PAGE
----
My final findings … the differences are minor. If an SEO wanted to get into PPC, there is little they’d have to change. Focus and goals are the major differences, but as for traits in the person, those are the same. Take your drive for code and make it into a drive for ROI. It might take some time getting used to testing what seems like the same thing over and over, but understanding the small differences and exact science of the relationship of landing page, keyword and ad is what makes this fun.
Looking for a job as an SEO or PPC manager? Check out our favorite job search site: The Online Beat
Example Job Descriptions
- SEO strategy and implementation tactics
- Identifying and building relationships with key industry contacts
- Research keywords, clients and competitors
- Keeping on top of industry trends/innovations with regards to search engines
- Manage all aspects of SEO campaigns from generating reports to conducting site audits to client contact
- Generating all keyword/link/rank/index related deliverables
- Maintain brand identity while pushing creative boundaries and exceeding client expectations
- Own your project and follow it through to launch
- Form close and productive working relationships with staff from all departments
- Recommend/implement optimization tactics from data intensive reporting
- Bachelors Degree
- 2-4 years of hands-on SEO experience (preferably in an agency setting); SEM knowledge
- Proven track record of successful SE0 strategy and implementation
- Strong knowledge of search properties, search engine algorithms and ranking strategies
- Excellent written skills: experience writing professional/technical documentation skills
- Excellent verbal skills: ability to communicate complex SEO issues in an articulate manner to all audiences
- Solid understanding of interactive marketing/online media space
- Strong organizational skills, problem-solving skills, and attention to detail
- Self-motivator always looking to improve upon OGM’s projects and processes
- Manage PPC campaigns across three major PPC platforms (Google, Yahoo!, MSN).
- Achieve a targeted ROI for all ad spends.
- Ensure optimal campaign performance.
- Manage keywords and messaging based on performances of campaigns.
- Perpetual testing and optimizing of new keywords, ad text, position and landing pages.
- Reconciliation of budget spend for PPC clients.
- Monitoring and comparison of competitor’s campaigns.
- Work with Account Reps to manage relationships with our clients.
- Utilization of proprietary and third party reports and analytics tools.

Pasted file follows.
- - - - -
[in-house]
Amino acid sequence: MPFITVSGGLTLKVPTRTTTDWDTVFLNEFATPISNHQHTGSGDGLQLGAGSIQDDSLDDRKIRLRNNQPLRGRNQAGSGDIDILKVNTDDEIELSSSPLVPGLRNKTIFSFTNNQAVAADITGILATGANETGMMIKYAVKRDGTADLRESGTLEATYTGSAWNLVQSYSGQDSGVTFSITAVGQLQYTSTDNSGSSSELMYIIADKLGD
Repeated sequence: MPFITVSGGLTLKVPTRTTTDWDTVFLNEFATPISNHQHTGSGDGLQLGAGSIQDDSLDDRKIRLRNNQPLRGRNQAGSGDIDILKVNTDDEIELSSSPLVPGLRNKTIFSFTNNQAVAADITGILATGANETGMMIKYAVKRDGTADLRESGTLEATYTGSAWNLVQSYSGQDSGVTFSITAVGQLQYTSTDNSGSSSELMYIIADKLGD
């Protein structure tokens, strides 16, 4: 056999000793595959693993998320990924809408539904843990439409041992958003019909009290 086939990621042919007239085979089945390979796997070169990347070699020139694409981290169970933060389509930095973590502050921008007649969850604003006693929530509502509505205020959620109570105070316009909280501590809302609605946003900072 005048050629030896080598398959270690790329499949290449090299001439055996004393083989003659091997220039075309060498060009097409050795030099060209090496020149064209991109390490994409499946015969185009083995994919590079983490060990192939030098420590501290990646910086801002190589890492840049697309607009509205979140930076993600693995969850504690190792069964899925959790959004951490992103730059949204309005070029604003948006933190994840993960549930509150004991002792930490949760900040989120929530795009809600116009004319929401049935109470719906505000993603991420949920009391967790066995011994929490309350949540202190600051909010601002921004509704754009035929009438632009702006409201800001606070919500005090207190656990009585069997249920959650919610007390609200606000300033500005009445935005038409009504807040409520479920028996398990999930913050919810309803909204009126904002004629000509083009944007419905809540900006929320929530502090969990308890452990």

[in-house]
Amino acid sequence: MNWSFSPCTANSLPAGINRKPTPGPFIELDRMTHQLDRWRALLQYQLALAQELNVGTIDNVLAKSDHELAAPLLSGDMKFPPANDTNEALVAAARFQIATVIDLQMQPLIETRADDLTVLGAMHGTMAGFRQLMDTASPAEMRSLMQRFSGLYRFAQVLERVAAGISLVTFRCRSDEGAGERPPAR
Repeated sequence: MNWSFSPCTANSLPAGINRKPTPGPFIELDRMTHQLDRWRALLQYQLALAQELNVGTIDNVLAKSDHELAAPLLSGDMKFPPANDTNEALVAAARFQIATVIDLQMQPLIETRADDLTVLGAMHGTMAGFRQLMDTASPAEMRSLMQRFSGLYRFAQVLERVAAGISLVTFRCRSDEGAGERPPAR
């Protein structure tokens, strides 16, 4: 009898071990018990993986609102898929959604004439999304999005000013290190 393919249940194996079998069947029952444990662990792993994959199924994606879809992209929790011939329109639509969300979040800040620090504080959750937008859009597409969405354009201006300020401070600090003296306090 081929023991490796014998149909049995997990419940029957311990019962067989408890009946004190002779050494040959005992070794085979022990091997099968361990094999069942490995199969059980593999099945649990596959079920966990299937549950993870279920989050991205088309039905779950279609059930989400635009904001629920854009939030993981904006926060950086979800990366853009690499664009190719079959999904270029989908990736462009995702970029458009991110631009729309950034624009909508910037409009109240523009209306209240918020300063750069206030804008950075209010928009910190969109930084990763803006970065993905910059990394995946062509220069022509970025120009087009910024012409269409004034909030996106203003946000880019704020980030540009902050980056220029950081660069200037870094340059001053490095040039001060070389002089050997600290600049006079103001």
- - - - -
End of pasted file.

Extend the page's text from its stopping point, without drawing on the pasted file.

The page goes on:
- Analyze click and conversion data, ad expenses, ROI, etc.
- Research other PPC related online marketing opportunities that could be viable to our clients.
- Must have excellent attention to detail and the ability to effectively multi-task in a deadline driven environment.
- 2-4 years experience in managing PPC campaigns.
- In-depth knowledge and experience with Google, Yahoo!, MSN PPC platforms.
- Proficiency in working with Excel spreadsheets and analysis.
- Experience with keyword research, keyword research tools and keyword selection.
- Knowledge of web analytics applications.
- SEM copywriting skills.
- Detail-oriented organizational skills and above average written and communication skills.
Additional Qualifications/Skills Preferred – Not Required
- Experience using third-party PPC bid-management applications.
- Bachelor’s degree with interest or emphasis in communications, marketing, advertising, computer science, or related field.
- Industry experience.
- Google Ad Words Certified.
People have been going bananas recently about Google’s Quality Score and how it affects their campaigns. I am going to agree with most articles out there and say the buzz around it is a little much. And some people are getting the wrong information. So here is the DL on Quality Score in 10 seconds:
It takes into account the relevance of the keywords in your ad group, the ad, and the landing page in a campaign. The closer related they are the better. Brad Geddes has a good list of what is known as parts of the quality score.
“The reality of the quality score is actually quite simple … Essentially, it’s a measure of trust – difficult (but not impossible) to manipulate – and it causes far too many people to run around in circles chasing their tails.”